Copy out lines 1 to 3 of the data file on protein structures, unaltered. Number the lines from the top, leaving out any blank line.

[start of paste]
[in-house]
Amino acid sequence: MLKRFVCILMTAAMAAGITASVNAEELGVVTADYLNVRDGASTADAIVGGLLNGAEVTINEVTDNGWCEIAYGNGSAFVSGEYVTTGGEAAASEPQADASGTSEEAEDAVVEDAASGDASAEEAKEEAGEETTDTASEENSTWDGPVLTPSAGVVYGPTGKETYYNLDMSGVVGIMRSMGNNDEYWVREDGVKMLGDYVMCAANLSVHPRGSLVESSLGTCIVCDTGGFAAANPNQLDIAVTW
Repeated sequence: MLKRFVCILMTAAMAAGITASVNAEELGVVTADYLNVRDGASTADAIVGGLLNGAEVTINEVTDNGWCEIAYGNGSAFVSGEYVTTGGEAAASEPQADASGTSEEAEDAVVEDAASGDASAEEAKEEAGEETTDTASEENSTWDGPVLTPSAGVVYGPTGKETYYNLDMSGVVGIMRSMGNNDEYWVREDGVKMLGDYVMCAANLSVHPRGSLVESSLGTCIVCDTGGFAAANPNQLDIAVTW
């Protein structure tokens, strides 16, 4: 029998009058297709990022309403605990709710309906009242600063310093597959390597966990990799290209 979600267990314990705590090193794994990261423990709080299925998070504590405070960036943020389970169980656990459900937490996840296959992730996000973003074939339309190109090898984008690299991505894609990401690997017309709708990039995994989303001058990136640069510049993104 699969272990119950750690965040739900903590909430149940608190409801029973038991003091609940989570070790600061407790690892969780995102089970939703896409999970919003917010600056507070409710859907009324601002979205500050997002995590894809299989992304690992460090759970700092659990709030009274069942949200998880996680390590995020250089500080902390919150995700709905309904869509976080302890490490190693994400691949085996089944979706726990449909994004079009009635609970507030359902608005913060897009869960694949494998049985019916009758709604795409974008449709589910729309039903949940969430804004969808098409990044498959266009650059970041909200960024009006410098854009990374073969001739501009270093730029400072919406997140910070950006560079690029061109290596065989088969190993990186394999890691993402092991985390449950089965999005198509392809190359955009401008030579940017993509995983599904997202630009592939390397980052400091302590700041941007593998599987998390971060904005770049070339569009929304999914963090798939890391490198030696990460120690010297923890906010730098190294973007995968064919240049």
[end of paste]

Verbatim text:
[in-house]
Amino acid sequence: MLKRFVCILMTAAMAAGITASVNAEELGVVTADYLNVRDGASTADAIVGGLLNGAEVTINEVTDNGWCEIAYGNGSAFVSGEYVTTGGEAAASEPQADASGTSEEAEDAVVEDAASGDASAEEAKEEAGEETTDTASEENSTWDGPVLTPSAGVVYGPTGKETYYNLDMSGVVGIMRSMGNNDEYWVREDGVKMLGDYVMCAANLSVHPRGSLVESSLGTCIVCDTGGFAAANPNQLDIAVTW
Repeated sequence: MLKRFVCILMTAAMAAGITASVNAEELGVVTADYLNVRDGASTADAIVGGLLNGAEVTINEVTDNGWCEIAYGNGSAFVSGEYVTTGGEAAASEPQADASGTSEEAEDAVVEDAASGDASAEEAKEEAGEETTDTASEENSTWDGPVLTPSAGVVYGPTGKETYYNLDMSGVVGIMRSMGNNDEYWVREDGVKMLGDYVMCAANLSVHPRGSLVESSLGTCIVCDTGGFAAANPNQLDIAVTW